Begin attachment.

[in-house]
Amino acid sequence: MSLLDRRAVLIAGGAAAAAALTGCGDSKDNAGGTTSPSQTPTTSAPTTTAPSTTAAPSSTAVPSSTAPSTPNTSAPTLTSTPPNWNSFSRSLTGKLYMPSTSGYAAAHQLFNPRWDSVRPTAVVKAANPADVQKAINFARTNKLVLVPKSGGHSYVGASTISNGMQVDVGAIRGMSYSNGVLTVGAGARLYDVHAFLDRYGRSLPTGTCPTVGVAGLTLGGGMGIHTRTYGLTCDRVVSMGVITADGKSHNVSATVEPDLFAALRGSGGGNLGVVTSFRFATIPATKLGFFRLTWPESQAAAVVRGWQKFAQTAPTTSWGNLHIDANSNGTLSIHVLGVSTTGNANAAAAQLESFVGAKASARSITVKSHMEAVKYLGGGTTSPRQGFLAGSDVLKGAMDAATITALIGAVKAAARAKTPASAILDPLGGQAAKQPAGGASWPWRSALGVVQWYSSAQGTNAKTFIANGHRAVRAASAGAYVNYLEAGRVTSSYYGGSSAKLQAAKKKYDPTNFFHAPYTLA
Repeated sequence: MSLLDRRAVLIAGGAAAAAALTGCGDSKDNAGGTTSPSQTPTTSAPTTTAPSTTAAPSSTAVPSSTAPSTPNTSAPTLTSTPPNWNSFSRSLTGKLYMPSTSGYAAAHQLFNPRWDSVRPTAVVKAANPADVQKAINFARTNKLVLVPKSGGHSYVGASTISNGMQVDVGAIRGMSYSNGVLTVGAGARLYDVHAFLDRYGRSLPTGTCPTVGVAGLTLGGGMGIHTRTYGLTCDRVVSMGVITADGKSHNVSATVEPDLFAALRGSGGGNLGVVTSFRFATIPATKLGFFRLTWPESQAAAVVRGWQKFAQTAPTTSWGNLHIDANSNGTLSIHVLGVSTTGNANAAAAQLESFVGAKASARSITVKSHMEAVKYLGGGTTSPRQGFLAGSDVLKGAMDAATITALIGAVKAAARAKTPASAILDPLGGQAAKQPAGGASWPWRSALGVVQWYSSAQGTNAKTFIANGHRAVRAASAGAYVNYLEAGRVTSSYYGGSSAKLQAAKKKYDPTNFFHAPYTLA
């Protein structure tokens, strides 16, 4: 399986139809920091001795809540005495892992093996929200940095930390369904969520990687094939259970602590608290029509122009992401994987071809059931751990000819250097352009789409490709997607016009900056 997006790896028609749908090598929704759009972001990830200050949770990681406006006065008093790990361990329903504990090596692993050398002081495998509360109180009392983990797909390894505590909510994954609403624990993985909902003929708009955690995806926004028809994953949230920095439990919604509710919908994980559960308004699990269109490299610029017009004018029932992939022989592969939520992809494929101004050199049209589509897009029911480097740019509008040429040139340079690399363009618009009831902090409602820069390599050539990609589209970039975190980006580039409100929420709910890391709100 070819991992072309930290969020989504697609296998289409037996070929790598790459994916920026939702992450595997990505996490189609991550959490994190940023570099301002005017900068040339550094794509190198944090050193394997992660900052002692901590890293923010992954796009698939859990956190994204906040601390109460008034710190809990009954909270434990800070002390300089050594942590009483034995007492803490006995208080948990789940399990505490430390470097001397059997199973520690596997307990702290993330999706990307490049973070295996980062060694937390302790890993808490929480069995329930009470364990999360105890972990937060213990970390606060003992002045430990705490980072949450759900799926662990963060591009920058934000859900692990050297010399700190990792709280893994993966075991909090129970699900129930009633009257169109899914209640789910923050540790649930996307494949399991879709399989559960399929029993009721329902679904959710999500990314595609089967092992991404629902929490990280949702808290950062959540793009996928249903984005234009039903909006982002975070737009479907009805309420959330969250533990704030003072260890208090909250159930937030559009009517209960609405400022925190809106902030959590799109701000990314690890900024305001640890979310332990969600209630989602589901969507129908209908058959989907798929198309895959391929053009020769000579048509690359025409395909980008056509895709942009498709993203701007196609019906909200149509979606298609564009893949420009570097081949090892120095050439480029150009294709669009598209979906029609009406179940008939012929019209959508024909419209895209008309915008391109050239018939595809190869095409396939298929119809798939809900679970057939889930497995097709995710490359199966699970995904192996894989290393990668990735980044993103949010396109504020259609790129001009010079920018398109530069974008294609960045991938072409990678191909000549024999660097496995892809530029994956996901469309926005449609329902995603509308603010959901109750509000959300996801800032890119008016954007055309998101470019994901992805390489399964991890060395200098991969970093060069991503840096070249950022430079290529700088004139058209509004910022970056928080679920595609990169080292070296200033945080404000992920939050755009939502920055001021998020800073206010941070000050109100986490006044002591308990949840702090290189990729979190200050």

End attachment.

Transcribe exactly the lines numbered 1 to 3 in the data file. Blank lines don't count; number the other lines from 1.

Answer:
[in-house]
Amino acid sequence: MSLLDRRAVLIAGGAAAAAALTGCGDSKDNAGGTTSPSQTPTTSAPTTTAPSTTAAPSSTAVPSSTAPSTPNTSAPTLTSTPPNWNSFSRSLTGKLYMPSTSGYAAAHQLFNPRWDSVRPTAVVKAANPADVQKAINFARTNKLVLVPKSGGHSYVGASTISNGMQVDVGAIRGMSYSNGVLTVGAGARLYDVHAFLDRYGRSLPTGTCPTVGVAGLTLGGGMGIHTRTYGLTCDRVVSMGVITADGKSHNVSATVEPDLFAALRGSGGGNLGVVTSFRFATIPATKLGFFRLTWPESQAAAVVRGWQKFAQTAPTTSWGNLHIDANSNGTLSIHVLGVSTTGNANAAAAQLESFVGAKASARSITVKSHMEAVKYLGGGTTSPRQGFLAGSDVLKGAMDAATITALIGAVKAAARAKTPASAILDPLGGQAAKQPAGGASWPWRSALGVVQWYSSAQGTNAKTFIANGHRAVRAASAGAYVNYLEAGRVTSSYYGGSSAKLQAAKKKYDPTNFFHAPYTLA
Repeated sequence: MSLLDRRAVLIAGGAAAAAALTGCGDSKDNAGGTTSPSQTPTTSAPTTTAPSTTAAPSSTAVPSSTAPSTPNTSAPTLTSTPPNWNSFSRSLTGKLYMPSTSGYAAAHQLFNPRWDSVRPTAVVKAANPADVQKAINFARTNKLVLVPKSGGHSYVGASTISNGMQVDVGAIRGMSYSNGVLTVGAGARLYDVHAFLDRYGRSLPTGTCPTVGVAGLTLGGGMGIHTRTYGLTCDRVVSMGVITADGKSHNVSATVEPDLFAALRGSGGGNLGVVTSFRFATIPATKLGFFRLTWPESQAAAVVRGWQKFAQTAPTTSWGNLHIDANSNGTLSIHVLGVSTTGNANAAAAQLESFVGAKASARSITVKSHMEAVKYLGGGTTSPRQGFLAGSDVLKGAMDAATITALIGAVKAAARAKTPASAILDPLGGQAAKQPAGGASWPWRSALGVVQWYSSAQGTNAKTFIANGHRAVRAASAGAYVNYLEAGRVTSSYYGGSSAKLQAAKKKYDPTNFFHAPYTLA